- Jones, J. P., Sudicky, E. A., & McLaren, R. G. (2008). Application of a fully-integrated surface-subsurface flow model at the watershed-scale: A case study. Water Resources Research, 44(3). https://doi.org/10.1029/2006wr005603.
- Kirchner, J. W. (2006b). Getting the right answers for the right reasons: Linking measurements, analyses, and models to advance the science of hydrology. Water Resources Research, 42(3), W03S04 https://doi.org/10.1029/2005wr004362.
- Klemeš, V. (1997). Guest editorial: Of carts and horses in hydrologic modeling. Journal of Hydrologic Engineering, 2(2), 43–49. https://doi.org/10.1061/(ASCE)1084-0699(1997)2:2(43).CrossRefGoogle Scholar
- Laudan, L. (1990). Demystifying underdetermination. In C. W. Savage (Ed.), Scientific theories. Minnesota studies in the philosophy of science (pp. 267–297). Minneapolis: University of Minnesota Press. https://doi.org/10.1080/03634528709378635.
- Milzow, C., Krogh, P. E., & Bauer-Gottwein, P. (2011). Combining satellite radar altimetry, SAR surface soil moisture and GRACE total storage changes for hydrological model calibration in a large poorly gauged catchment. Hydrology and Earth System Sciences, 15(6), 1729–1743. https://doi.org/10.5194/hess-15-1729-2011.CrossRefGoogle Scholar
- Mirus, B. B., Ebel, B. A., Heppner, C. S., Loague, K. (2011). Assessing the detail needed to capture rainfall-runoff dynamics with physics-based hydrologic response simulation. Water Resources Research 47(3). https://doi.org/10.1029/2010wr009906.
- Parkin, G., O’Donnell, G., Ewen, J., Bathurst, J. C., O’Connell, P. E., & Lavabre, J. (1996). Validation of catchment models for predicting land-use and climate change impacts. 2. Case study for a Mediterranean catchment. Journal of Hydrology, 175(1–4), 595–613. https://doi.org/10.1016/s0022-1694(96)80027-8.CrossRefGoogle Scholar
- Pool, S., Vis, M. J. P., Knight, R. R., & Seibert, J. (2017). Streamflow characteristics from modeled runoff time series – importance of calibration criteria selection. Hydrology and Earth System Sciences, 21(11), 5443–5457.Google Scholar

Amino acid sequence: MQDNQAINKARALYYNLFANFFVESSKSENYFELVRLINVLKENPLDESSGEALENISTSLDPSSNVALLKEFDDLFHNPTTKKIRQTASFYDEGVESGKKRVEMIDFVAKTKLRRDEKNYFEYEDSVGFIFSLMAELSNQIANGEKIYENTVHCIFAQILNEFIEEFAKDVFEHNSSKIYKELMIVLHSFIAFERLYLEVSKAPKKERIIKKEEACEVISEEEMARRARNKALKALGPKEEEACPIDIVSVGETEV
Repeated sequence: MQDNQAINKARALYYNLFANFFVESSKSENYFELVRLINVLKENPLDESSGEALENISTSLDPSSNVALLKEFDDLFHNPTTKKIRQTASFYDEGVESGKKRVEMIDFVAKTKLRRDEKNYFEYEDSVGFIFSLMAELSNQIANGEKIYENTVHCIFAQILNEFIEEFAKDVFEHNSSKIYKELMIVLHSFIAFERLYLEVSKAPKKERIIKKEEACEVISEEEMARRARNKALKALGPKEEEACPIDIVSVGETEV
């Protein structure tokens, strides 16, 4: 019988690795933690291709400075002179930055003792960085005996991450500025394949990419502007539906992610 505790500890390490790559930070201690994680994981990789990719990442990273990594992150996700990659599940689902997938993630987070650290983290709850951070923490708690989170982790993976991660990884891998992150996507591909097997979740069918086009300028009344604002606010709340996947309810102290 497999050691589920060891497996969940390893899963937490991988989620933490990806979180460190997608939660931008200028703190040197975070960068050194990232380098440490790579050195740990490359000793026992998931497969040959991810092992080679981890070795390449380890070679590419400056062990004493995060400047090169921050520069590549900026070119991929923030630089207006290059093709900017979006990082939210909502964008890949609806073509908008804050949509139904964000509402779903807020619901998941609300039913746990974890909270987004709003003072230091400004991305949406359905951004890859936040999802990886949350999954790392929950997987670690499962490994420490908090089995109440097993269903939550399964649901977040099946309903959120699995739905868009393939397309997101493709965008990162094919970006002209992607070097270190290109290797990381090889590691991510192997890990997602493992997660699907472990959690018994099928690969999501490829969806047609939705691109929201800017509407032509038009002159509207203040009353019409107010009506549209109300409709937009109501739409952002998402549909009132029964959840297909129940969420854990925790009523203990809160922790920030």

- Remondi, F., Kirchner, J. W., Burlando, P., & Fatichi, S. (2018). Water flux tracking with a distributed hydrological model to quantify controls on the spatiotemporal variability of transit time distributions. Water Resources Research, 3081–3099. https://doi.org/10.1002/2017wr021689.CrossRefGoogle Scholar
- Robinson, D. A., Campbell, C. S., Hopmans, J. W., Hornbuckle, B. K., Jones, S. B., Knight, R., et al. (2008). Soil moisture measurement for ecological and hydrological watershed-scale observatories: A review. Vadose Zone Journal, 7(1), 358. https://doi.org/10.2136/vzj2007.0143.CrossRefGoogle Scholar
- Schulze-Makuch, D., Carlson, D. A., Cherkauer, D. S., & Malik, P. (1999). Scale dependency of hydraulic conductivity in heterogeneous media. Groundwater, 37(6), 904–919. https://doi.org/10.1111/j.1745-6584.1999.tb01190.x.CrossRefGoogle Scholar
- Smerdon, B. D., Mendoza, C. A., & Devito, K. J. (2007). Simulations of fully coupled lake-groundwater exchange in a subhumid climate with an integrated hydrologic model. Water Resources Research, 43(1). https://doi.org/10.1029/2006wr005137.
- Staudinger, M., Stoelzle, M., Cochand, F., Seibert, J., Weiler, M., & Hunkeler, D. (in review). Your work is my boundary condition! Challenges and approaches for a closer collaboration between hydrologists and hydrogeologists. Revised version resubmitted to Journal of Hydrology.Google Scholar
- Turner, J. V., & Barnes, C. J. (1998). Modeling of isotope and hydrogeochemical responses in catchment hydrology. In C. Kendall & J. Mcdonnell (Eds.), Isotope Tracers in Catchment Hydrology (723–760). Elsevier.Google Scholar
- van Huijgevoort, M. H. J., Tetzlaff, D., Sutanudjaja, E. H., & Soulsby, C. (2016). Using high resolution tracer data to constrain water storage, flux and age estimates in a spatially distributed rainfall-runoff model. Hydrological Processes, 30(25), 4761–4778. https://doi.org/10.1002/hyp.10902.CrossRefGoogle Scholar
- Viviroli, D., Mittelbach, H., Gurtz, J., & Weingartner, R. (2009). Continuous simulation for flood estimation in ungauged mesoscale catchments of Switzerland—Part II: Parameter regionalisation and flood estimation results. Journal of Hydrology, 377(1–2), 208–225. https://doi.org/10.1016/j.jhydrol.2009.08.022.CrossRefGoogle Scholar
- von Freyberg, J., Studer, B., Rinderer, M., Kirchner, J. W. (2018). Studying catchment storm response using event- and pre-event-water volumes as fractions of precipitation rather than discharge. Hydrology and Earth System Sciences, 22, 5847–5865. https://doi.org/10.5194/hess-22-5847-2018.CrossRefGoogle Scholar
- Western, A. W., Grayson, R. B., & Green, T. R. (1999a). The tarrawarra project: High resolution spatial measurement, modelling and analysis of soil moisture and hydrological response. Hydrological Processes, 13(5), 633–652. isi:000079622700002.Google Scholar
- Zehe, E., et al. (2014). HESS Opinions: From response units to functional units: A thermodynamic reinterpretation of the HRU concept to link spatial organization and functioning of intermediate scale catchments. Hydrology and Earth System Sciences, 18(11), 4635–4655. https://doi.org/10.5194/hess-18-4635-2014.CrossRefGoogle Scholar